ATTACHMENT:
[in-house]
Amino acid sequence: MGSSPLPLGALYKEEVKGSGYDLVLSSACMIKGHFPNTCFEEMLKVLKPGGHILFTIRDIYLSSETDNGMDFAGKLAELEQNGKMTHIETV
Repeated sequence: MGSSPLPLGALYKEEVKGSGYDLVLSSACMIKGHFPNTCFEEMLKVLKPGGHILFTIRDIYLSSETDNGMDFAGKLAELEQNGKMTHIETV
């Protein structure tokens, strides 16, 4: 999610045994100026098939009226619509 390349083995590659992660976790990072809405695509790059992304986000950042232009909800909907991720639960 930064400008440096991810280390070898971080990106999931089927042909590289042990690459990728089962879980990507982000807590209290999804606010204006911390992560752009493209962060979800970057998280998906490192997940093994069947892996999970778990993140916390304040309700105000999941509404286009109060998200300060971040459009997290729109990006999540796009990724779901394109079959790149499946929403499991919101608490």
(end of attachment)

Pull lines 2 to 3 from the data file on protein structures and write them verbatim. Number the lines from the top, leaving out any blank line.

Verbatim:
Amino acid sequence: MGSSPLPLGALYKEEVKGSGYDLVLSSACMIKGHFPNTCFEEMLKVLKPGGHILFTIRDIYLSSETDNGMDFAGKLAELEQNGKMTHIETV
Repeated sequence: MGSSPLPLGALYKEEVKGSGYDLVLSSACMIKGHFPNTCFEEMLKVLKPGGHILFTIRDIYLSSETDNGMDFAGKLAELEQNGKMTHIETV